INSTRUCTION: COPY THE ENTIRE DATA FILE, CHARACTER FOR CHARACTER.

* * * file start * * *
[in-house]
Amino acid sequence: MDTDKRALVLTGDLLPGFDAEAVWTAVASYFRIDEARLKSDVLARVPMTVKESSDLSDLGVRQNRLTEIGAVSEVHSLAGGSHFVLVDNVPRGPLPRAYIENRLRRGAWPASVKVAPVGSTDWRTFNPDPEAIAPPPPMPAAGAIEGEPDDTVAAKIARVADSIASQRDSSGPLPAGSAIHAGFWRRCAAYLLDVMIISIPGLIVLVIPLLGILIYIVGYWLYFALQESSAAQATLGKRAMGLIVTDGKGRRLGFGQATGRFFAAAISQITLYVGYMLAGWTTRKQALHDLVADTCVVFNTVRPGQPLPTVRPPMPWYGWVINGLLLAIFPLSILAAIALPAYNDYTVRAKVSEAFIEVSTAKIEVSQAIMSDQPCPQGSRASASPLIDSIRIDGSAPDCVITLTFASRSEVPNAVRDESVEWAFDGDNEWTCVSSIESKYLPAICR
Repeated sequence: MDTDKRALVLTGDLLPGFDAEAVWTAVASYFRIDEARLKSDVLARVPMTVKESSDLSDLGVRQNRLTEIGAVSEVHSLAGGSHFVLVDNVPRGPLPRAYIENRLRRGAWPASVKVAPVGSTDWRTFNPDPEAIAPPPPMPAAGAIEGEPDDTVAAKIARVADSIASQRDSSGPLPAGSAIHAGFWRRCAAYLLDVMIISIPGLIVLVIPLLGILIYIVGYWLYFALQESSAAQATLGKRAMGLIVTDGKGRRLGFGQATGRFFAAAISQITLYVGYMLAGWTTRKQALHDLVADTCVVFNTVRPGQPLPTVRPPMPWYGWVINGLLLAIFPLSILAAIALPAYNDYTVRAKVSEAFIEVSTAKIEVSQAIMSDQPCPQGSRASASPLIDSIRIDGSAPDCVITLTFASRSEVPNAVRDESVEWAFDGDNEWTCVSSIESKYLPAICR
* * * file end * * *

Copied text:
[in-house]
Amino acid sequence: MDTDKRALVLTGDLLPGFDAEAVWTAVASYFRIDEARLKSDVLARVPMTVKESSDLSDLGVRQNRLTEIGAVSEVHSLAGGSHFVLVDNVPRGPLPRAYIENRLRRGAWPASVKVAPVGSTDWRTFNPDPEAIAPPPPMPAAGAIEGEPDDTVAAKIARVADSIASQRDSSGPLPAGSAIHAGFWRRCAAYLLDVMIISIPGLIVLVIPLLGILIYIVGYWLYFALQESSAAQATLGKRAMGLIVTDGKGRRLGFGQATGRFFAAAISQITLYVGYMLAGWTTRKQALHDLVADTCVVFNTVRPGQPLPTVRPPMPWYGWVINGLLLAIFPLSILAAIALPAYNDYTVRAKVSEAFIEVSTAKIEVSQAIMSDQPCPQGSRASASPLIDSIRIDGSAPDCVITLTFASRSEVPNAVRDESVEWAFDGDNEWTCVSSIESKYLPAICR
Repeated sequence: MDTDKRALVLTGDLLPGFDAEAVWTAVASYFRIDEARLKSDVLARVPMTVKESSDLSDLGVRQNRLTEIGAVSEVHSLAGGSHFVLVDNVPRGPLPRAYIENRLRRGAWPASVKVAPVGSTDWRTFNPDPEAIAPPPPMPAAGAIEGEPDDTVAAKIARVADSIASQRDSSGPLPAGSAIHAGFWRRCAAYLLDVMIISIPGLIVLVIPLLGILIYIVGYWLYFALQESSAAQATLGKRAMGLIVTDGKGRRLGFGQATGRFFAAAISQITLYVGYMLAGWTTRKQALHDLVADTCVVFNTVRPGQPLPTVRPPMPWYGWVINGLLLAIFPLSILAAIALPAYNDYTVRAKVSEAFIEVSTAKIEVSQAIMSDQPCPQGSRASASPLIDSIRIDGSAPDCVITLTFASRSEVPNAVRDESVEWAFDGDNEWTCVSSIESKYLPAICR